Too Much is NOT a Problem

You can’t have too much inventory…Ask our Maintenance staff

An executive at a large energy company recently told me this when discussing inventory at their organization. This discussion was the first in an engagement to help them improve the inventory mix and outcomes across the enterprise. The director said they have differing stocking procedures for each facility and then again for each crew at the facility. This led to 80% of all items in stock being held more than five years with no movement and an ever-increasing stock value. When we spoke about what has worked for them in the past, the only success they had resulted from three activities with mixed, non sustainable success.

  1. Manual holding reviews (min/max) and even then, they were not done to provide consistent and sustainable results, so they were back to the same spot in no time. They provided no guidance and gave the review to an intern who was an Excel “Guru” but had no experience or education in reliability or inventory management.

  2. They were transferring excess stock from one facility to another. This showed great promise, but as time went on and the data was analyzed, the facts didn’t bear out consistent success. The same flawed logic that caused the overstocking in the first place caused the request for items to be transferred that were not needed.

  3. They only allowed a specific dollar amount of requisitions to be approved per day per facility that was not for corrective work orders. We looked at the data and found an unusually large amount of corrective work orders that were canceled after the PO’s were issued at a couple of the facilities. This led to further investigation, which uncovered a practice of creating work orders as corrective to order parts and canceling them after the PO’s were issued as replenishment requisitions were reviewed and held under the dollar threshold. Still, corrective-related requisitions flow with very little pushback. One warehouse manager we interviewed broke down in tears, telling us that he knew the maintenance staff did that, but he reported to the head of maintenance for the facility, with the fear of losing his job ever present. Funnily enough, the maintenance head didn’t know if they held an inventory value of $5 Million or $500 Million and said he had never really cared what the inventory investment was as that wasn’t his job. When asked who owns the inventory, he said someone at corporate.

On a side note the inventory turns were much lower at the facilities where we discovered the issue with corrective work orders compared to like facilities (size, equipment and location).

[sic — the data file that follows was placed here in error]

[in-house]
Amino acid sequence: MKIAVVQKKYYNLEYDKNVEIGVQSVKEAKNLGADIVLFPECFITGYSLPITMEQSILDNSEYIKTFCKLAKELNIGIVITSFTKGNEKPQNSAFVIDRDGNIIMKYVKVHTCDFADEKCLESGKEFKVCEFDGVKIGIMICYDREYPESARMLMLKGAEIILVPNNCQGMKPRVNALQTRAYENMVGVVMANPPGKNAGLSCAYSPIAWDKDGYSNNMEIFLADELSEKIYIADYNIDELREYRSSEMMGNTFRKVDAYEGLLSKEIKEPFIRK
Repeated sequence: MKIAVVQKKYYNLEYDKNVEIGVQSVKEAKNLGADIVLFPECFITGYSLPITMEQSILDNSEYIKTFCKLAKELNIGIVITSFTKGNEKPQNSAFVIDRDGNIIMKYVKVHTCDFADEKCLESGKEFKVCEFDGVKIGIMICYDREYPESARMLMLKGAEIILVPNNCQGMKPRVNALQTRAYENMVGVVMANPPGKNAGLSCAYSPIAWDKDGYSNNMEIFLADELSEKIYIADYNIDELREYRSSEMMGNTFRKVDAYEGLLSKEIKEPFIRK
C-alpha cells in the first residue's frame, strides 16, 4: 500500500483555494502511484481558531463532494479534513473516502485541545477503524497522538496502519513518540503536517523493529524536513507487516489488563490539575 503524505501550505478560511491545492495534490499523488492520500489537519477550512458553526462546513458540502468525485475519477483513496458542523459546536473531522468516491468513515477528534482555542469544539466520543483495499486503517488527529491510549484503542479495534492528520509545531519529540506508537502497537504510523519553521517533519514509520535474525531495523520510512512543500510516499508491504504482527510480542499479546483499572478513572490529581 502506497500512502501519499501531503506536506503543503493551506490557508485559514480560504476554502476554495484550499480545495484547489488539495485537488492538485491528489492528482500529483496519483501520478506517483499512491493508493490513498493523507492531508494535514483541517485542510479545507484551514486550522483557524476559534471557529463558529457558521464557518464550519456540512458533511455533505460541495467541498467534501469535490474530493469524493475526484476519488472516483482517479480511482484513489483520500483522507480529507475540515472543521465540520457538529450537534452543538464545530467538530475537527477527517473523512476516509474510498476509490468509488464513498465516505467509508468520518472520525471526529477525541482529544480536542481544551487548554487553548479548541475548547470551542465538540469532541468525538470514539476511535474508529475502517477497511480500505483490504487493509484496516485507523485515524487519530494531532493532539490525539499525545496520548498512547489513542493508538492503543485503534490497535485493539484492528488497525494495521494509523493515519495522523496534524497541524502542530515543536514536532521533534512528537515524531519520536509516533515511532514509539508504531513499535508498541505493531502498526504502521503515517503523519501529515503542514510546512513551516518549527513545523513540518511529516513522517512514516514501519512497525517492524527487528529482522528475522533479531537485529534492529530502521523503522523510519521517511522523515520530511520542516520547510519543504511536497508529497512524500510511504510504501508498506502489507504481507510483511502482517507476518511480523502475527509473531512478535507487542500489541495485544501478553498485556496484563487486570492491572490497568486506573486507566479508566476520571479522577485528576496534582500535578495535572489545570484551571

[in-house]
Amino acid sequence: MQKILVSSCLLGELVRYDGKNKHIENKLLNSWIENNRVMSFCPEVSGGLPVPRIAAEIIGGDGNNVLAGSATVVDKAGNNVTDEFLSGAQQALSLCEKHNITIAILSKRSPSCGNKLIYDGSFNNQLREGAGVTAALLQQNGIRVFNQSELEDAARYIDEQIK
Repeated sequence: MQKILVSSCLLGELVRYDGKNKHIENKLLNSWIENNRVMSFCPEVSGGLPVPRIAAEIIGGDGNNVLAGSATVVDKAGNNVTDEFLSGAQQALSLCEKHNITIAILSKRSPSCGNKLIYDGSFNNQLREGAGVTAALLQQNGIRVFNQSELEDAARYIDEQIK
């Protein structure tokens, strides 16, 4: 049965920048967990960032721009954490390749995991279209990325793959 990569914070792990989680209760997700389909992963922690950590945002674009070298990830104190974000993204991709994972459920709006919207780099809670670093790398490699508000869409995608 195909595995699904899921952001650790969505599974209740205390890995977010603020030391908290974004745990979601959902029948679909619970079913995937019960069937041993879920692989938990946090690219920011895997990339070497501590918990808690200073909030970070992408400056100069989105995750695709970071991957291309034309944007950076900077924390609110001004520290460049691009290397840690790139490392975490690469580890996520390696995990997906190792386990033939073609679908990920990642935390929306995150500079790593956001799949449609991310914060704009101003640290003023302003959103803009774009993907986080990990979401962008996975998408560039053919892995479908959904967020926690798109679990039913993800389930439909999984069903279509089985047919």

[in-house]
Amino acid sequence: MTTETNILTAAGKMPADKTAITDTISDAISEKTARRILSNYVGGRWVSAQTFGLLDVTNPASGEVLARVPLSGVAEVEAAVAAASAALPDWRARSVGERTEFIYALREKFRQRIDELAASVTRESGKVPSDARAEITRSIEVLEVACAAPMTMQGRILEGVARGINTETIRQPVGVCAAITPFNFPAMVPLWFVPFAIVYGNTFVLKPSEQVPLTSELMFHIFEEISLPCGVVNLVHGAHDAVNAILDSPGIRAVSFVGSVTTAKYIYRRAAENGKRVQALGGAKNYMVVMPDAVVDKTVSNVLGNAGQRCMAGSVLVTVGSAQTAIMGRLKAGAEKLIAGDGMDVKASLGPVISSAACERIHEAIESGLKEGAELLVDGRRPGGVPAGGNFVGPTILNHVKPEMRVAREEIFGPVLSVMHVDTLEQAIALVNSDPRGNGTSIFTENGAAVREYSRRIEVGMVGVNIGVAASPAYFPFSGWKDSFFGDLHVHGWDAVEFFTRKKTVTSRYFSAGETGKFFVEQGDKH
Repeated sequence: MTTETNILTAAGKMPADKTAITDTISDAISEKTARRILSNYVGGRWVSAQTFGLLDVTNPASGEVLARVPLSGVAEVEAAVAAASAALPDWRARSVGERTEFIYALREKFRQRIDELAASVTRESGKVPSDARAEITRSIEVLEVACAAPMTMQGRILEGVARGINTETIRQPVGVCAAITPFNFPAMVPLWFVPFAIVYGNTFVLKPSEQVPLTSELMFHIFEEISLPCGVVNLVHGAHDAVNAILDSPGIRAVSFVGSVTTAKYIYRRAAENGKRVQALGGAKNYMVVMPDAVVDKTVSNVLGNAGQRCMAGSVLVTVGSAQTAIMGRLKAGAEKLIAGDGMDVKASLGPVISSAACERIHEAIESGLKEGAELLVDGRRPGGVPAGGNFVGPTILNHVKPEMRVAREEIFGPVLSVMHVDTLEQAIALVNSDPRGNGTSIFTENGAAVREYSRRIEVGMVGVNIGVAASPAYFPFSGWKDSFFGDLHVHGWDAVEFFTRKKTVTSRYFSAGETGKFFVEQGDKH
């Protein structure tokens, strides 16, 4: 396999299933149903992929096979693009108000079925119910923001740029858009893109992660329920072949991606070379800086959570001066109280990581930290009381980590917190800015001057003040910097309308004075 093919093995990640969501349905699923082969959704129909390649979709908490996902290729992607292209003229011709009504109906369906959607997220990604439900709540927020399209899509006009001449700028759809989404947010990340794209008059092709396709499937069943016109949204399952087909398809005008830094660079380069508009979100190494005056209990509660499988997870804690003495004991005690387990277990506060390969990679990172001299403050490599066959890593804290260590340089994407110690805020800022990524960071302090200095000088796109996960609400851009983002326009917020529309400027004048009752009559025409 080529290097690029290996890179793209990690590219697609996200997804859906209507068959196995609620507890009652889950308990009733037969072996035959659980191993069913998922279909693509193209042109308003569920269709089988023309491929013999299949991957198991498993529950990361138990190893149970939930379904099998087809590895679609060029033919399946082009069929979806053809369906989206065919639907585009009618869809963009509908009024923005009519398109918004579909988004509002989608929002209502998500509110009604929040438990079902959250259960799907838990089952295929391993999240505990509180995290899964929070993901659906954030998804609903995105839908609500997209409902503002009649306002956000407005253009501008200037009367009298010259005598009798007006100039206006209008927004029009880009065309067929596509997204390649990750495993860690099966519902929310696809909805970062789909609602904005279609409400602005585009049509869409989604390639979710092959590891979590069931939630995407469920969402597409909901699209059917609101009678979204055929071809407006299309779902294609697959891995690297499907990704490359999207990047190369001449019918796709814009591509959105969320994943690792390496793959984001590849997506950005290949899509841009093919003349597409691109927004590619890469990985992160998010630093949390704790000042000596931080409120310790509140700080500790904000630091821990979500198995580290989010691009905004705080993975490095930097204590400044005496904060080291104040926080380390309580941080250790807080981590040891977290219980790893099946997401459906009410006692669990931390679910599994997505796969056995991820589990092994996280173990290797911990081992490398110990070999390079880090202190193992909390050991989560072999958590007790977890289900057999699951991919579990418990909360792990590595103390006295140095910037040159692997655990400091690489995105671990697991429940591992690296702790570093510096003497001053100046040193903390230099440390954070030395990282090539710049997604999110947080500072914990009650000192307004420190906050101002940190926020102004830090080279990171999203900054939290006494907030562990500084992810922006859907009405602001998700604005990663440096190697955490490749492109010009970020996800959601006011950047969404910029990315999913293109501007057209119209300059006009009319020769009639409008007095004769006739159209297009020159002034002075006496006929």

Once we started digging into the project, we found several key factors that were holding them back from improved inventory outcomes. These issues are common across industries and are a great place to do some research at your own company.
A lack of stocking policies
  1. No ground rules for employees to know how to make decisions for what to order and when to order. How do onsite personnel handle stocking decisions, repairable items, return to stores, inventory disposals, who is accountable, and so on?

  2. Or a system to centrally set holding levels based on consistent business rules.

  3. Unclear accountabilities. Lack or accountabilities to ensure consistent inventory outcomes.
You can fill out the RACI chart below to get more detailed information.
  1. Limited metrics & reporting that drive improved inventory outcomes.
  2. Minimal reporting has been developed to drive inventory performance. The only inventory management reporting the company had created was for the corporate supply chain mainly to report to finance and internal audit.
  3. Little or no staff training in inventory management
  4. Basic training on how to transact in the ERP system but not WHY they stock and hold inventory.
  5. Little or no systematic review processes or inventory review guidance to provide consistency and sustainability
  6. They would give a review project to an intern because he is an Excel “Guru.” even though he had no inventory or reliability management experience.
  7. There was not a focus on dealing with overstock and obsolete items inventory. ~80% of the inventory held on at all facilities did not move, and less than 5% was marked as critical or insurance in the system.
  8. Lack of trust in the inventory levels
  9. During the interviews, it became evident that there was a lack of trust in the inventory levels in the system, which caused overstocking and increased holdings. Upon further investigation, the review determined that the warehouse staff didn’t issue parts in the ERP upon physical issuance but did it later (Mostly) and sometimes not at all. There was also a lack of trust in the inventory counting process as quantities in the ERP system often didn’t match reality.
As mentioned earlier, these findings are a good place to start digging in on your inventory management transformation journey. Both a quantitative and qualitative review will uncover the real issues that are hampering your improved inventory outcomes.

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